We’re thrilled to be able to share this special coffee with you! We taste notes of milk chocolate and guava.

Seed to Cup Part 2 Roasting Class Recap by Steve Willingham

Thank you to everyone that came out to our Seed to Cup Part 2 Roasting Class! We had a blast and can't wait for the next one. 

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Find more info here if you want learn more about roasting. If you want to be notified about the next class, sign up for our newsletter. We will be doing classes monthly with some special mini classes as well. Be the first to know so you can snag a spot before these fill up!

Check out these photos from the class. See if you can find yourself!

Coffee Questions: What is Specialty Coffee? by Caleb Savage

Specialty Coffee

“What’s the difference between a good cup of coffee and ‘Specialty’ coffee?”

Simply put: A good cup of coffee is any coffee you like to drink. Specialty coffee is a technical standard given to green (unroasted) coffees that meet or exceed a list of standards defined by the Specialty Coffee Association or SCA.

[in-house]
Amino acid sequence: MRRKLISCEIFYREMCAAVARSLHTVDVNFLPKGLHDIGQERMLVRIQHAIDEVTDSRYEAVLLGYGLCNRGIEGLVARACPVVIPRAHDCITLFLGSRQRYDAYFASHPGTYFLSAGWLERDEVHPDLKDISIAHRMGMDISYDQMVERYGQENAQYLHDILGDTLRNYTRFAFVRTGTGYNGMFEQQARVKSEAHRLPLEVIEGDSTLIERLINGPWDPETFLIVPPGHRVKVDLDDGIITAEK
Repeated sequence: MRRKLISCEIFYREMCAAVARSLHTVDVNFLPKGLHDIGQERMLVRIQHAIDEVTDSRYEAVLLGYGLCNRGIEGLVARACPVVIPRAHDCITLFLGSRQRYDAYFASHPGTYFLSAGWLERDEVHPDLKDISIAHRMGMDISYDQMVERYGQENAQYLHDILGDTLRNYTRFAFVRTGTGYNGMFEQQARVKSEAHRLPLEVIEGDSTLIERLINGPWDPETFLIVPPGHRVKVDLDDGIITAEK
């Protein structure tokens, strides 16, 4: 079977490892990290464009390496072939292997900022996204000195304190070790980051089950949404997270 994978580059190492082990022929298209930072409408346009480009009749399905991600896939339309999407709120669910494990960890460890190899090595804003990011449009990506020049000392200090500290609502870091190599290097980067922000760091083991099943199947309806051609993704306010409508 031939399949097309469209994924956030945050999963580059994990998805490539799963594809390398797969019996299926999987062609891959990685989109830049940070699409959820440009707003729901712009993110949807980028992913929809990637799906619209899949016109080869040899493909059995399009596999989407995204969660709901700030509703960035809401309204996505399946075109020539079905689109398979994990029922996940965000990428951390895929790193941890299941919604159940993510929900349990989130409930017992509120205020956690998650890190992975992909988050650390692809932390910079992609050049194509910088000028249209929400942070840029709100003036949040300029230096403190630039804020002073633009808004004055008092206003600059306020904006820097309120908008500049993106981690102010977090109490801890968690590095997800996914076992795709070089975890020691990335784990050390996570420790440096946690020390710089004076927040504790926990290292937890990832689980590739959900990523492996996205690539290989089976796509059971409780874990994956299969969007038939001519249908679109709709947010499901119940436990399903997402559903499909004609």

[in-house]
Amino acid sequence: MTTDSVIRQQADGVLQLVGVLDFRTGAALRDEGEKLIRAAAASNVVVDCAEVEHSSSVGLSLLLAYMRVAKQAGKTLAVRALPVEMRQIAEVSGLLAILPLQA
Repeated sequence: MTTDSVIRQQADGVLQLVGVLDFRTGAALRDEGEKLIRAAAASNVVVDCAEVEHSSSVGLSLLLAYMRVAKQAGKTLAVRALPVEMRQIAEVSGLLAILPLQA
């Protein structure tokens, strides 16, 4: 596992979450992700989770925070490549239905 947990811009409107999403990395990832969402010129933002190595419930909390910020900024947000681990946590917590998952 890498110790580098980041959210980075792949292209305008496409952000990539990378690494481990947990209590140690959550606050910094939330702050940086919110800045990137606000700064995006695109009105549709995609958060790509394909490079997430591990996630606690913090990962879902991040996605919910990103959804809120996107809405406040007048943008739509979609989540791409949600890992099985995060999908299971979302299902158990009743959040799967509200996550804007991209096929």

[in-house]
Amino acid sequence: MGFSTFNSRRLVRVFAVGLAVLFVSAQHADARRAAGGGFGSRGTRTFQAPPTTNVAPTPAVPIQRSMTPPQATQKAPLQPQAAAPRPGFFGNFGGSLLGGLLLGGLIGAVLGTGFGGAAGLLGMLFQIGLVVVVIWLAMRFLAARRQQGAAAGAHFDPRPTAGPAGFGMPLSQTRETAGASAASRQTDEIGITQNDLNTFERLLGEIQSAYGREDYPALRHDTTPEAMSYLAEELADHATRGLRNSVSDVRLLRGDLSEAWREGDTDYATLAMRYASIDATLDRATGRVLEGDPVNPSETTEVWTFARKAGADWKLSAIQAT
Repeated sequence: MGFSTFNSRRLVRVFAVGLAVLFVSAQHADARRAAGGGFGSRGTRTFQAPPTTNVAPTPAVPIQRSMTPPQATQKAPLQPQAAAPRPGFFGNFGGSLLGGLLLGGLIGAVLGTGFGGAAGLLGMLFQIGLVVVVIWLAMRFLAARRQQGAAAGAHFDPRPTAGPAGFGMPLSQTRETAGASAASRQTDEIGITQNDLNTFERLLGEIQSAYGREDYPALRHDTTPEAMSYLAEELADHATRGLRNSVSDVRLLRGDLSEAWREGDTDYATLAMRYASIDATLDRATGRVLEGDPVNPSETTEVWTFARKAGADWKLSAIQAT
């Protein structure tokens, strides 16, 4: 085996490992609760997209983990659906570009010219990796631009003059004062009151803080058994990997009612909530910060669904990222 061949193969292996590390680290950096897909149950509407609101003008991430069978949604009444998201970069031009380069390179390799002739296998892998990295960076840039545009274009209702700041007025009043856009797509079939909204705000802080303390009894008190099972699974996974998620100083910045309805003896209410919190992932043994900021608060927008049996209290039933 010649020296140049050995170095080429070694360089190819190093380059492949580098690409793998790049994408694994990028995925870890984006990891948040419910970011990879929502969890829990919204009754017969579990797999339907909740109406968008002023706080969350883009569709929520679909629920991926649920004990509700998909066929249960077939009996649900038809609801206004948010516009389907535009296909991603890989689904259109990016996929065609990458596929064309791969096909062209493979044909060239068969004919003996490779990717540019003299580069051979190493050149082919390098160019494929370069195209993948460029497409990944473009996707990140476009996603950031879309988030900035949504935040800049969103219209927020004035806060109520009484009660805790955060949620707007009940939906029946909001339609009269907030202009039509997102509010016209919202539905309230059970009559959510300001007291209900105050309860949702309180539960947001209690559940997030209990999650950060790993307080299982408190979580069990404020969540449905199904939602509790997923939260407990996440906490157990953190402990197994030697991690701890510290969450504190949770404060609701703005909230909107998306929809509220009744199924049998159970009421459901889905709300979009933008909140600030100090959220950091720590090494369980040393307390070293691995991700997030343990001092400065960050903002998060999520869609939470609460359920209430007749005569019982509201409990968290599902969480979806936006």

Green Coffee

Green Coffee

Grading & Defects

Why do some coffees have letters like AA or PB following the name?

It’s their grade or size! Countries may use terms like “Supremo” or lettering to give designation between sizes of the beans or number of defects like rocks or chipped beans found in a small sample of the coffee. 

In Kenya, where lettered sizing is the standard, AA refers to the largest sized beans, AB the size immediately smaller, PB referring to Peaberries, a mutation in which a coffee cherry forms only one seed (or bean) instead of two, and E for Elephant referring to an ear-like shape, similar to the mutation that creates peaberries.